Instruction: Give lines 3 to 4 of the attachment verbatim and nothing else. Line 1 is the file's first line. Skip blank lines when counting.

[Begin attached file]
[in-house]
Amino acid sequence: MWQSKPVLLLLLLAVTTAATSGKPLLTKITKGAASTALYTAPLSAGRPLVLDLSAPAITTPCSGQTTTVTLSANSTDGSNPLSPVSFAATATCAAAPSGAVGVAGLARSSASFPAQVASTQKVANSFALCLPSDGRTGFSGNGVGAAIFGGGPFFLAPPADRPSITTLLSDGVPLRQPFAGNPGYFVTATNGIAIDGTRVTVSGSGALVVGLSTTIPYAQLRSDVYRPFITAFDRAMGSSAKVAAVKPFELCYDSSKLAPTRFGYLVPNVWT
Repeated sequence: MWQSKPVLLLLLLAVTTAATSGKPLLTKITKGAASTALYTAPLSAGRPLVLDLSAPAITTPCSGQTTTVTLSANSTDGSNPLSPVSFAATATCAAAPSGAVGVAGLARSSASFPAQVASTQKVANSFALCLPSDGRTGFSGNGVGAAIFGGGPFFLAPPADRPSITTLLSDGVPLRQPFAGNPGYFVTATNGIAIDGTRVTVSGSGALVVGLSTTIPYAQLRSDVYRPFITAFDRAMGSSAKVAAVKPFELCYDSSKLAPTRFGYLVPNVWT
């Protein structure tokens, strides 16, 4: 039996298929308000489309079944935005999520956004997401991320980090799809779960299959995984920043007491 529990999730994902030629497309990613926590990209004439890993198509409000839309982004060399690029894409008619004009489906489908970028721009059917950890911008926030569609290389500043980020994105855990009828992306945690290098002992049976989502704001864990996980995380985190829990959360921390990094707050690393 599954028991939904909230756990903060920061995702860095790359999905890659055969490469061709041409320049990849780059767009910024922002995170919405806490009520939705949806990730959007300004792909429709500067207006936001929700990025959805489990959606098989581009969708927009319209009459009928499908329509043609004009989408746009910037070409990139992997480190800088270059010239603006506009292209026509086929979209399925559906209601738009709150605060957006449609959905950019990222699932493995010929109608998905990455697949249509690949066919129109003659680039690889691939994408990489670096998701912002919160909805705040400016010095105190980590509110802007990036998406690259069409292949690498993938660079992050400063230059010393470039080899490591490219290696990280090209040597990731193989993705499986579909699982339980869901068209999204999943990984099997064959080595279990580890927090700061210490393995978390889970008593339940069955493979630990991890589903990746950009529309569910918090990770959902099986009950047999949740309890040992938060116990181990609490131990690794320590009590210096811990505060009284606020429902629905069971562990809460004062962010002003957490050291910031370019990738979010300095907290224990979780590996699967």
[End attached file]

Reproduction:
Repeated sequence: MWQSKPVLLLLLLAVTTAATSGKPLLTKITKGAASTALYTAPLSAGRPLVLDLSAPAITTPCSGQTTTVTLSANSTDGSNPLSPVSFAATATCAAAPSGAVGVAGLARSSASFPAQVASTQKVANSFALCLPSDGRTGFSGNGVGAAIFGGGPFFLAPPADRPSITTLLSDGVPLRQPFAGNPGYFVTATNGIAIDGTRVTVSGSGALVVGLSTTIPYAQLRSDVYRPFITAFDRAMGSSAKVAAVKPFELCYDSSKLAPTRFGYLVPNVWT
């Protein structure tokens, strides 16, 4: 039996298929308000489309079944935005999520956004997401991320980090799809779960299959995984920043007491 529990999730994902030629497309990613926590990209004439890993198509409000839309982004060399690029894409008619004009489906489908970028721009059917950890911008926030569609290389500043980020994105855990009828992306945690290098002992049976989502704001864990996980995380985190829990959360921390990094707050690393 599954028991939904909230756990903060920061995702860095790359999905890659055969490469061709041409320049990849780059767009910024922002995170919405806490009520939705949806990730959007300004792909429709500067207006936001929700990025959805489990959606098989581009969708927009319209009459009928499908329509043609004009989408746009910037070409990139992997480190800088270059010239603006506009292209026509086929979209399925559906209601738009709150605060957006449609959905950019990222699932493995010929109608998905990455697949249509690949066919129109003659680039690889691939994408990489670096998701912002919160909805705040400016010095105190980590509110802007990036998406690259069409292949690498993938660079992050400063230059010393470039080899490591490219290696990280090209040597990731193989993705499986579909699982339980869901068209999204999943990984099997064959080595279990580890927090700061210490393995978390889970008593339940069955493979630990991890589903990746950009529309569910918090990770959902099986009950047999949740309890040992938060116990181990609490131990690794320590009590210096811990505060009284606020429902629905069971562990809460004062962010002003957490050291910031370019990738979010300095907290224990979780590996699967």